Ethan Moreau’s having a very decent season at even-strength; he’s riding a nice save percentage and on-ice shooting percentage a little bit, but the fact that he’s getting the job done playing tough competition should not be overlooked. His frequent penalties drive me nuts, but he really does deserve a ton of credit for putting a solid season together after two poor years.
Dustin Penner, as I’ve mentioned repeatedly, is having a far better season at even-strength than he did last year. It’s been lost to most observers because his power-play numbers haven’t been very good, but five-on-five he’s a vastly better player than last year. On the other hand, he does get a ton of face-offs in the offensive zone, which certainly inflates his numbers.
Hemsky, Pisani, and Pouliot are all having similar seasons to last year.
Sam Gagner’s struggled, but has come into his own of late. Lowetide did a tremendous post on how he’s progressed as the season wore on, and it’s a must-read for anyone interested in a good look at his season. Suffice to say that much like last year, he’s coming on late.
I was very surprised by Andrew Cogliano’s placement on this list, but it does make sense given how he’s been used this year vs. last year; he’s averaging about a minute and a half more per game than he did last year. Like Dustin Penner, Cogliano’s benefitted from a lot of offensive zone faceoffs.
Kyle Brodziak is a player I’ve praising for a long time, and his position on this list doesn’t change my mind at all. I’m actually a little surprised that his offense didn’t drop off further. Last season, Brodziak was on the ice for 21 more defensive zone than offensive zone faceoffs (the team leader in this category last year was Jarret Stoll, with 181 more defensive zone draws – it really wasn’t coincidental that his offense dropped off the face of the Earth. The much-maligned Marty Reasoner finished 2nd with a zone difference of 141). This season, Brodziak/Horcoff has replaced Stoll/Reasoner as MacTavish’s defensive zone players. Brodziak has a whopping 158 more defensive draws than offensive draws, while Horcoff isn’t far behind with 133.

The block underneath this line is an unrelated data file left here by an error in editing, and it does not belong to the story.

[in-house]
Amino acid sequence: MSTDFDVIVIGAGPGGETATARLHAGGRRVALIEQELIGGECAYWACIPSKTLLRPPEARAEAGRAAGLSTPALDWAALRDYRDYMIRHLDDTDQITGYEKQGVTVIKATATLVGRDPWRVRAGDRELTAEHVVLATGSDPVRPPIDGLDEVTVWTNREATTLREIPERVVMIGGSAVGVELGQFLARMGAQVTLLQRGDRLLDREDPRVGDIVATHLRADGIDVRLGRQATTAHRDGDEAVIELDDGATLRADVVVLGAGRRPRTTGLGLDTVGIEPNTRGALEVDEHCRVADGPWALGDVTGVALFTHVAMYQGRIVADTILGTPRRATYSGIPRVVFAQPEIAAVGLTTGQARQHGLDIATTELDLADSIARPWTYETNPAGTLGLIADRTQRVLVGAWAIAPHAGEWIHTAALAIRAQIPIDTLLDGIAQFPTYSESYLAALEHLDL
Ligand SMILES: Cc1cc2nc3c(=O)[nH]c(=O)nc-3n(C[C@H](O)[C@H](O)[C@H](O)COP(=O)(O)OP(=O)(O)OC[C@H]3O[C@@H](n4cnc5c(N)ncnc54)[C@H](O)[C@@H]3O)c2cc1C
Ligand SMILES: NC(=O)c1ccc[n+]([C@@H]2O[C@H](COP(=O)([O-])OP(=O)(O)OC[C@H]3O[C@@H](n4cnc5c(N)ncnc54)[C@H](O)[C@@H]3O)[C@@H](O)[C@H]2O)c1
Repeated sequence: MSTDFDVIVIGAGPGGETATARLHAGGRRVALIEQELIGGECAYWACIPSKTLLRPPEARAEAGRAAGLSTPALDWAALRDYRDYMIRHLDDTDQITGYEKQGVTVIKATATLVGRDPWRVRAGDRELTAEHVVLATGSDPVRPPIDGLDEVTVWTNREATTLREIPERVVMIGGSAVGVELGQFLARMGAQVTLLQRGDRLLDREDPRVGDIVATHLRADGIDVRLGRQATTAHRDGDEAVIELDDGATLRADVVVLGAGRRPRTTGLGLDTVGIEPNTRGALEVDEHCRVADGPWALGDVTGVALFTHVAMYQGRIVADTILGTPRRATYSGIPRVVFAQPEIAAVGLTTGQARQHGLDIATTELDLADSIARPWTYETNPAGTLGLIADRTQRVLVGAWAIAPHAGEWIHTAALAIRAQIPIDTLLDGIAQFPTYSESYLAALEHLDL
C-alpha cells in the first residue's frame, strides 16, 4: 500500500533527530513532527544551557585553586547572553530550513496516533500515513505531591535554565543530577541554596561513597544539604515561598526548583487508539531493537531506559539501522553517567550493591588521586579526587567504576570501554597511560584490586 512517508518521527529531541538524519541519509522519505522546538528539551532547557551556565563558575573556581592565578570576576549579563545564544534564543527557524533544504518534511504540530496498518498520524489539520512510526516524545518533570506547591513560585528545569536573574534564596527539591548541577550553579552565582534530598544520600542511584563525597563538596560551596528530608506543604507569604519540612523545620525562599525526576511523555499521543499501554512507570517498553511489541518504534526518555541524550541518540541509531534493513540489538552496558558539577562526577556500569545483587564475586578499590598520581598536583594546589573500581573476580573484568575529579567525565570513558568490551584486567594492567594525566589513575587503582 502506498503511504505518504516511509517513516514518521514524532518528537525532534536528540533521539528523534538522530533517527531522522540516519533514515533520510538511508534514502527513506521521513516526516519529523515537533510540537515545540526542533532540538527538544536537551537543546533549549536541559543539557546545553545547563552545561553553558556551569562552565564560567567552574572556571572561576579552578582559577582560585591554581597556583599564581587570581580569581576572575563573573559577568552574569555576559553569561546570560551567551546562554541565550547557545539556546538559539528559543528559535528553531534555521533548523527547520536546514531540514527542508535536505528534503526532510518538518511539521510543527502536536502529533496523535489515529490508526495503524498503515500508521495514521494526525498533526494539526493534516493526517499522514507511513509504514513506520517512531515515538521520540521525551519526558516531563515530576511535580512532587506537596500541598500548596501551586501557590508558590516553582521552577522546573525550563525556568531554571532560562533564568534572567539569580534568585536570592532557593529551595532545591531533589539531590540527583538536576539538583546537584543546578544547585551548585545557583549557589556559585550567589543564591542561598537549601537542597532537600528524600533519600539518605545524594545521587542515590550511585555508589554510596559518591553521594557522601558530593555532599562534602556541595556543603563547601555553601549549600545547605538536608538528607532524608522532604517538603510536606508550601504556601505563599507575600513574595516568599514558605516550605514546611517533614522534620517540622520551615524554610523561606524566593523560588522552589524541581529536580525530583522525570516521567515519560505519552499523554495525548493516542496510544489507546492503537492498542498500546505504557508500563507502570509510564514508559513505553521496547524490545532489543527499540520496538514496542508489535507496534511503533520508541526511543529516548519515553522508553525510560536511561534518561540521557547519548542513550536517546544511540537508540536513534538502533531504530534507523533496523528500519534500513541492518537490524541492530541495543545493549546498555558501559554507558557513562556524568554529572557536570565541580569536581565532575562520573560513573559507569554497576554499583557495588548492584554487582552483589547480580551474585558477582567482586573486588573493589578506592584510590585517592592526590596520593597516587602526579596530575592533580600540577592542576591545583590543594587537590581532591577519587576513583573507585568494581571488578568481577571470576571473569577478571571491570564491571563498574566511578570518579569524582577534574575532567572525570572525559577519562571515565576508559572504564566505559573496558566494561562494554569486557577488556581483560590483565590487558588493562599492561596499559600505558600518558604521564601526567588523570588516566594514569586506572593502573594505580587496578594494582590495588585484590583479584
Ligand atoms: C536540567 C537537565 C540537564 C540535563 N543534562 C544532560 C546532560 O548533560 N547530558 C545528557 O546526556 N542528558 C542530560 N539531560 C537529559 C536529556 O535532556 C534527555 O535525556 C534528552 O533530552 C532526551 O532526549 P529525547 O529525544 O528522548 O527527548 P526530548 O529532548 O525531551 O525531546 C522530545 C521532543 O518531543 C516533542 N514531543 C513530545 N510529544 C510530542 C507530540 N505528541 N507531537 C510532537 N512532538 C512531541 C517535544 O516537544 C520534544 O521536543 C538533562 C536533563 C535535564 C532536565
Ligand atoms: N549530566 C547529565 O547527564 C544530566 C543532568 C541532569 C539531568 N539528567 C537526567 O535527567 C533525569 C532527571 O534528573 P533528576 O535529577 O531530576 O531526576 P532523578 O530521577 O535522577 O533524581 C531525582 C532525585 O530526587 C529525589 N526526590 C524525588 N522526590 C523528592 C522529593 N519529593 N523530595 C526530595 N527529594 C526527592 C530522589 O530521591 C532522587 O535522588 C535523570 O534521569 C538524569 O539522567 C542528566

Speaking of Shawn Horcoff, he’s been used far more defensively this season than last season, and naturally his point totals have suffered. This really doesn’t excuse his massive drop in production, because he is still getting some offensive zone work with Hemsky and whichever plug MacTavish has filling in for Penner, but it does help explain some of it. Still, he’s had a bad season offensively at even strength.
Robert Nilsson’s dropped off the edge of the world, and I’m at a loss to explain it. Along with Cogliano and Gagner, he rode a hot streak (and a bunch of bounces) at the end of the year to some nice offensive totals, and was rewarded with a three-year contract. He needs to find his form, or his NHL career could be over shortly after it started.